No malice was involved when a company sent an e-mail saying an employee was fired for allegedly padding his expense reports, a jury has concluded in a closely watched case because of the First Amendment issue it raised.
The Senate Judiciary Committee is examining two court rulings–one from the 2008-09 term that shifted the burden of proof in age discrimination cases from the employer to the employee and another from early in the decade that strengthened employment contract arbitration.
Massachusetts’ highest court has affirmed $973,000 in compensatory damages and restored $1 million in punitive damages against Wal-Mart Stores Inc. in a sexual discrimination case brought by a pharmacy manager who contended she was paid less than her male counterparts.
A series of company name changes and internal corporate mergers do not prevent an employer from tapping the California Insurance Guarantee Association, a state appeals court rules.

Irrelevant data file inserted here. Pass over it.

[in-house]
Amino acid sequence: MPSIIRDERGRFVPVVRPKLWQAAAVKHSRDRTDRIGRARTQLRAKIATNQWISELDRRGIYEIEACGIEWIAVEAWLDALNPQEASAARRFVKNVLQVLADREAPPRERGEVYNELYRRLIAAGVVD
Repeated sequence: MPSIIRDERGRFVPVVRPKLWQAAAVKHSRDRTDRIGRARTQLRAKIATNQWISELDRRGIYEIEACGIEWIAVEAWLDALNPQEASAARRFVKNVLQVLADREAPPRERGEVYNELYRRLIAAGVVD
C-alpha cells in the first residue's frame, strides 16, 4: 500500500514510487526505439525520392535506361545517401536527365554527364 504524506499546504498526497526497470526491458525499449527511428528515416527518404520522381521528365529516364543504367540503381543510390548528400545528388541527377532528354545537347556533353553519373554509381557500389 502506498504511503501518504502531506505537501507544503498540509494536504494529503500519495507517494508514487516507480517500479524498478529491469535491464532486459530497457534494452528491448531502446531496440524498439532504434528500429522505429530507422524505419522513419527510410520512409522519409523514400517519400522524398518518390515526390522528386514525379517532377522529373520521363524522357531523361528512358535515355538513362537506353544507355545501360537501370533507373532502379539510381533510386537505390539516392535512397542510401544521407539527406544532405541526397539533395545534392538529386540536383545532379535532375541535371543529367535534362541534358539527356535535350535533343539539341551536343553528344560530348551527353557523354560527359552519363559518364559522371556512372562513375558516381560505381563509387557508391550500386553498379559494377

In a 5-4 decision, the court said that age couldn’t simply be a ‘motivating factor’ in an employment decision; it had to be the decisive cause in order for age discrimination protections to take effect.
The U.S. Supreme Court asks the administration for its opinion on whether it should review a ruling upholding San Francisco’s controversial health care spending law.
The administration is considering whether to seek an extension of a federal law that subsidizes COBRA health insurance premiums for workers who are involuntarily laid off.
The Senate Finance Committee has rejected an amendment that would have removed a $6.7 billion annual fee on health insurers that is included in a health reform bill the panel is considering.
Employers that do not provide health insurance or provide coverage that is not considered affordable would lose a tax break under an amendment to a health care reform bill approved by the Senate Finance Committee.
The lawsuit alleges violation of the state Public Employee Retirement System Investment Act, two counts of breach of fiduciary duty, one count of gross negligence and one violation of the Michigan Constitution.